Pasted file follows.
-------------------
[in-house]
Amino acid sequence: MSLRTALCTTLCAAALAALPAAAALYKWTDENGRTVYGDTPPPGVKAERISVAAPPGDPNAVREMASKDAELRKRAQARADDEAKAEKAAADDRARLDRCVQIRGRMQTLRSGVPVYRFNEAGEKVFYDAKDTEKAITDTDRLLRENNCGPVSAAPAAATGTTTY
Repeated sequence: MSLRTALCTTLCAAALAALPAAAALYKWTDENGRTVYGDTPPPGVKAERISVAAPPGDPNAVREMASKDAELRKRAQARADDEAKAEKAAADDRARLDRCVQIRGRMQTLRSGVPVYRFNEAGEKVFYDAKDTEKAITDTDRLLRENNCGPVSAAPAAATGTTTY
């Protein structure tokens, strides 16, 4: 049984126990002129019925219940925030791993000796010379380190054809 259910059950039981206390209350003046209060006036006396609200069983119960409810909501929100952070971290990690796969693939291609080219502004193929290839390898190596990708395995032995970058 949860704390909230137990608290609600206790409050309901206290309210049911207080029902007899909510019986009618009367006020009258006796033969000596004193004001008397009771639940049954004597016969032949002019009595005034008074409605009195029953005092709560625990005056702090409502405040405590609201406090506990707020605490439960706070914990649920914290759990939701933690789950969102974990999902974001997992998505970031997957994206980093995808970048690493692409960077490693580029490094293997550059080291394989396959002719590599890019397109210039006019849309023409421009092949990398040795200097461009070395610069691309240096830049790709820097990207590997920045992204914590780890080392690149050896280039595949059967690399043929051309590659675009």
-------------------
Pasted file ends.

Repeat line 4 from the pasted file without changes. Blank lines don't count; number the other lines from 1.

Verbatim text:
């Protein structure tokens, strides 16, 4: 049984126990002129019925219940925030791993000796010379380190054809 259910059950039981206390209350003046209060006036006396609200069983119960409810909501929100952070971290990690796969693939291609080219502004193929290839390898190596990708395995032995970058 949860704390909230137990608290609600206790409050309901206290309210049911207080029902007899909510019986009618009367006020009258006796033969000596004193004001008397009771639940049954004597016969032949002019009595005034008074409605009195029953005092709560625990005056702090409502405040405590609201406090506990707020605490439960706070914990649920914290759990939701933690789950969102974990999902974001997992998505970031997957994206980093995808970048690493692409960077490693580029490094293997550059080291394989396959002719590599890019397109210039006019849309023409421009092949990398040795200097461009070395610069691309240096830049790709820097990207590997920045992204914590780890080392690149050896280039595949059967690399043929051309590659675009």